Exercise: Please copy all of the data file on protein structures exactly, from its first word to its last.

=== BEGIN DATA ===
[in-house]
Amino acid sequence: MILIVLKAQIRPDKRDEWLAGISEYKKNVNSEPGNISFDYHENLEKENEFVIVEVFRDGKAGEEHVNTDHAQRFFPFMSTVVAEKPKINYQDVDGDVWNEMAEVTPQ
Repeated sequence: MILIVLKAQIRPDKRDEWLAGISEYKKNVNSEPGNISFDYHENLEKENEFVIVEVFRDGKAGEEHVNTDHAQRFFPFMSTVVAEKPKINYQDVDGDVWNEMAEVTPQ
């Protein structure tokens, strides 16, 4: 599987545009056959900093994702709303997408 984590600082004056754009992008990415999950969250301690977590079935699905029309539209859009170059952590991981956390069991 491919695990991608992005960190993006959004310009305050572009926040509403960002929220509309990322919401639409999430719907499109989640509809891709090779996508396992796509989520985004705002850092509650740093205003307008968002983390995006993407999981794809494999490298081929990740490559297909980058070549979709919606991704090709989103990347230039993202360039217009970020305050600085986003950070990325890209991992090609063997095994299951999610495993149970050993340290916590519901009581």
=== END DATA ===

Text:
[in-house]
Amino acid sequence: MILIVLKAQIRPDKRDEWLAGISEYKKNVNSEPGNISFDYHENLEKENEFVIVEVFRDGKAGEEHVNTDHAQRFFPFMSTVVAEKPKINYQDVDGDVWNEMAEVTPQ
Repeated sequence: MILIVLKAQIRPDKRDEWLAGISEYKKNVNSEPGNISFDYHENLEKENEFVIVEVFRDGKAGEEHVNTDHAQRFFPFMSTVVAEKPKINYQDVDGDVWNEMAEVTPQ
């Protein structure tokens, strides 16, 4: 599987545009056959900093994702709303997408 984590600082004056754009992008990415999950969250301690977590079935699905029309539209859009170059952590991981956390069991 491919695990991608992005960190993006959004310009305050572009926040509403960002929220509309990322919401639409999430719907499109989640509809891709090779996508396992796509989520985004705002850092509650740093205003307008968002983390995006993407999981794809494999490298081929990740490559297909980058070549979709919606991704090709989103990347230039993202360039217009970020305050600085986003950070990325890209991992090609063997095994299951999610495993149970050993340290916590519901009581």